• In pure mathematics, this method works fine. If your goal is to generate a pseudorandom point in a computer program, however, the uniform distribution of points on the cylinder will resemble a square grid of lattice points wrapped around the cylinder. Near where the sphere is tangent to the cylinder, this will map down to a nice rectangular grid of points on the sphere, but farther away it creates two "poles" on the sphere around which you have discrete rings of closely-spaced points. For that reason I'd be inclined to use one of the slightly less efficient methods. – David K Feb 4 '18 at 17:43

I just want to add a small derivation to leonbloy's answer, which uses calculus instead of geometrical intuition.

Changing from cartesian $(x,y,z)$ to spherical $(r,\theta,\phi)$ coordinates, we have for the volume element $$dx dy dz =r^2 \sin \theta ~ dr d\theta d\phi$$ The coordinates $(r,\theta,\phi)$ don't work for a uniform distribution because we still have a non-constant factor in front of $dr d\theta d\phi$ (see "EDIT" at the bottom, if you do not see why they don't work). Therefore we introduce $$u=-\cos \theta \Rightarrow du= \sin \theta d\theta$$ $$\lambda=r^3/R^3 \Rightarrow d \lambda=\frac{3}{R^3}r^2dr$$ with which we obtain an expression with a constant pre-factor $$dx dy dz= \frac{R^3}{3} d\lambda du d\phi$$ The range of our variables is $\lambda \in [0,1], ~u \in [-1,1], \phi \in [0, 2\pi)$. Choosing those numbers uniformly we get cartesian coordinates

\begin{align} x&=r \sin(\theta) \cos (\phi) =&R \lambda^{1/3} \sqrt{1-u^2}\cos(\phi)\\ y&=r \sin(\theta) \sin (\phi) =&R \lambda^{1/3} \sqrt{1-u^2}\sin(\phi) \\ z&=r \cos (\theta)=&R \lambda^{1/3} u \end{align}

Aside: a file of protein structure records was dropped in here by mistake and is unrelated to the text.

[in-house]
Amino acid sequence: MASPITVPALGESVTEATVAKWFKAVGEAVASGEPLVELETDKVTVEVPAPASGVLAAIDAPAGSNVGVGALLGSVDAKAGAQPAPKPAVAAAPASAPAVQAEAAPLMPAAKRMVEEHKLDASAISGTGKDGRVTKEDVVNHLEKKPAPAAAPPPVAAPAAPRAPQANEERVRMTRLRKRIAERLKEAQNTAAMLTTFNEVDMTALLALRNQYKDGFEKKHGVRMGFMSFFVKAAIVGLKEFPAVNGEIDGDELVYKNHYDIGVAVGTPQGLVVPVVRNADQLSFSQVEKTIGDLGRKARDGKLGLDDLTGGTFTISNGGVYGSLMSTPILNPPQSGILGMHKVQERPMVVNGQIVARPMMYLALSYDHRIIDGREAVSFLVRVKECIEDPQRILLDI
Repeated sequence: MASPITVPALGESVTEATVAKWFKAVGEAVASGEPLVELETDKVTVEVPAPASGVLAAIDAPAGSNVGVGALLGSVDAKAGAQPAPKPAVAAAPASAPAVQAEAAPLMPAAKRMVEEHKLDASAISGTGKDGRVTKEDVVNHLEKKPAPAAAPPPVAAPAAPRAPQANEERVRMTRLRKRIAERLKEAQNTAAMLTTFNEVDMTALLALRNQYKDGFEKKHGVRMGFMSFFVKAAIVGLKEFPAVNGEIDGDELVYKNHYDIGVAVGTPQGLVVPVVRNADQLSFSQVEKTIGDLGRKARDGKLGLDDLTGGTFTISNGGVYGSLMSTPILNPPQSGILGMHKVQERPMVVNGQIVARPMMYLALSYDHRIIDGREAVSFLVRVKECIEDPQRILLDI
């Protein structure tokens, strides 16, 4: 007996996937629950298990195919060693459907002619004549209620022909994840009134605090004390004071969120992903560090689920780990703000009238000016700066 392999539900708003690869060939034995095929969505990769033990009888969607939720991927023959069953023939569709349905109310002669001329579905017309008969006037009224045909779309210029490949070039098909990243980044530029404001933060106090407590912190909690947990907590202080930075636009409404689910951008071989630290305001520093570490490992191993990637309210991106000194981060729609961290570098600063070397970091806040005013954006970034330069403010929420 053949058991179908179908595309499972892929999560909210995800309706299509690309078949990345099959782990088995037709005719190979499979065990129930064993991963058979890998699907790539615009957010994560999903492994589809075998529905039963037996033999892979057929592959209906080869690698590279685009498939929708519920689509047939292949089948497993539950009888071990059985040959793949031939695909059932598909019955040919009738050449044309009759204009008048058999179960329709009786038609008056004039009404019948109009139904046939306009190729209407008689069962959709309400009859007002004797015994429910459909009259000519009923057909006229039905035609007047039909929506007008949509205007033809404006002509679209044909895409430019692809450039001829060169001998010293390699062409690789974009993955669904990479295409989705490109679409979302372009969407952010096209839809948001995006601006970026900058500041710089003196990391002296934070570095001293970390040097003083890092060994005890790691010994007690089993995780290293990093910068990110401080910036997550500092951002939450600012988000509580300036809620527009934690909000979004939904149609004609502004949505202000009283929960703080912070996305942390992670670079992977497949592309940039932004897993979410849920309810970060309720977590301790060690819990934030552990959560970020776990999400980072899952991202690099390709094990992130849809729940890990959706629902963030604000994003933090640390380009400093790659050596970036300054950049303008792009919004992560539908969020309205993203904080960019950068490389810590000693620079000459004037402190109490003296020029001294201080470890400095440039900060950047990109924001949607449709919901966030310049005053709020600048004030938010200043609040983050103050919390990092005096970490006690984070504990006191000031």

EDIT: I want to add an argument why we want a constant prefactor in front of $d\lambda du d\phi$.

Consider the one dimensional case (uniform distribution of points on the line $[0,L]$). For $0<x<L$ the probability to find a point in $(x,x+dx)$ is $P(x)dx$. Since we assume a uniform probability, $P(x)$ has to be $P(x)=1/L$, and hence the probability $P(x)dx=dx/L$ is directly proportional to the volume element $dV=dx$.

Now consider we have a variable $y$, for which we do not know the probability density $Q(y)$ but we know that the volume element is $dV=dx=c dy$ with some constant $c$. Furthermore, we know that $Q(y)dy$ has to be $P(x)dx$ (by definition of probability density). Hence $Q(y)=P(x)dx/dy=c$.

In summary we have shown:

"Variable $y$ is uniformly distributed" $\Leftrightarrow$ "The volume element is $dV=c dy$ for some constant $c$. (For the correct normalization of the probability density the value of $c$ is not arbitrary)

• Why do you have $r^3/R^3$. I don't get this. I also think that $u\in[-1,1]$, since $u$ is a cosine and it goes form $-1$ to $1$. I agree only for the $\pi \in [0,2\pi)$ since if $2\pi$ was included, we would have double counting of the positive $x$ axis. – Alexander Cska Apr 7 '16 at 17:24